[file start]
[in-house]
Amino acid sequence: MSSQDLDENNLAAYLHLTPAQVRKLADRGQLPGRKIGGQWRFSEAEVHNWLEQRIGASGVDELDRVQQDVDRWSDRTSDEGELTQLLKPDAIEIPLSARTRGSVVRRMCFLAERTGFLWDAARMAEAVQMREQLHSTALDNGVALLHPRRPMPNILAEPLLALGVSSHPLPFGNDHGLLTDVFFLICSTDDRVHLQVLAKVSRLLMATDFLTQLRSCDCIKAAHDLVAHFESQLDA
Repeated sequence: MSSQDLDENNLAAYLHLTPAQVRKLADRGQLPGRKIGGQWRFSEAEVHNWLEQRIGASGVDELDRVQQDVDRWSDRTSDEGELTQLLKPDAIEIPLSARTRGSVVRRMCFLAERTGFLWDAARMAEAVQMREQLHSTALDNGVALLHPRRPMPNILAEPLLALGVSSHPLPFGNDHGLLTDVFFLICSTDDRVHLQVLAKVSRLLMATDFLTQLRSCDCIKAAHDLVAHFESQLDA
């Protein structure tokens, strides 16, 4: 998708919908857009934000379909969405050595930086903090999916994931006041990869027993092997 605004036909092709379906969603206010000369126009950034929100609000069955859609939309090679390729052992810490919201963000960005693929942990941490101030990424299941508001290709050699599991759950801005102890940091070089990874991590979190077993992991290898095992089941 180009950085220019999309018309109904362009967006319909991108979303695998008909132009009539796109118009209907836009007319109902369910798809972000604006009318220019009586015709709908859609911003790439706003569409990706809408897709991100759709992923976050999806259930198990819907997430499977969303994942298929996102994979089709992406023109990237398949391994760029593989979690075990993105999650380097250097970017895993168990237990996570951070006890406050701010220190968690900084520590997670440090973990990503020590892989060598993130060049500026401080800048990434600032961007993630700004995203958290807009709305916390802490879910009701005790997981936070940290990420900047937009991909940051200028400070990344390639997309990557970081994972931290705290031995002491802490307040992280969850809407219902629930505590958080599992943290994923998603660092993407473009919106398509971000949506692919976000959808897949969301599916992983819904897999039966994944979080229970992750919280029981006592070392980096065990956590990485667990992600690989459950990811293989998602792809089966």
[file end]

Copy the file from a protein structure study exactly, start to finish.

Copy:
[in-house]
Amino acid sequence: MSSQDLDENNLAAYLHLTPAQVRKLADRGQLPGRKIGGQWRFSEAEVHNWLEQRIGASGVDELDRVQQDVDRWSDRTSDEGELTQLLKPDAIEIPLSARTRGSVVRRMCFLAERTGFLWDAARMAEAVQMREQLHSTALDNGVALLHPRRPMPNILAEPLLALGVSSHPLPFGNDHGLLTDVFFLICSTDDRVHLQVLAKVSRLLMATDFLTQLRSCDCIKAAHDLVAHFESQLDA
Repeated sequence: MSSQDLDENNLAAYLHLTPAQVRKLADRGQLPGRKIGGQWRFSEAEVHNWLEQRIGASGVDELDRVQQDVDRWSDRTSDEGELTQLLKPDAIEIPLSARTRGSVVRRMCFLAERTGFLWDAARMAEAVQMREQLHSTALDNGVALLHPRRPMPNILAEPLLALGVSSHPLPFGNDHGLLTDVFFLICSTDDRVHLQVLAKVSRLLMATDFLTQLRSCDCIKAAHDLVAHFESQLDA
């Protein structure tokens, strides 16, 4: 998708919908857009934000379909969405050595930086903090999916994931006041990869027993092997 605004036909092709379906969603206010000369126009950034929100609000069955859609939309090679390729052992810490919201963000960005693929942990941490101030990424299941508001290709050699599991759950801005102890940091070089990874991590979190077993992991290898095992089941 180009950085220019999309018309109904362009967006319909991108979303695998008909132009009539796109118009209907836009007319109902369910798809972000604006009318220019009586015709709908859609911003790439706003569409990706809408897709991100759709992923976050999806259930198990819907997430499977969303994942298929996102994979089709992406023109990237398949391994760029593989979690075990993105999650380097250097970017895993168990237990996570951070006890406050701010220190968690900084520590997670440090973990990503020590892989060598993130060049500026401080800048990434600032961007993630700004995203958290807009709305916390802490879910009701005790997981936070940290990420900047937009991909940051200028400070990344390639997309990557970081994972931290705290031995002491802490307040992280969850809407219902629930505590958080599992943290994923998603660092993407473009919106398509971000949506692919976000959808897949969301599916992983819904897999039966994944979080229970992750919280029981006592070392980096065990956590990485667990992600690989459950990811293989998602792809089966």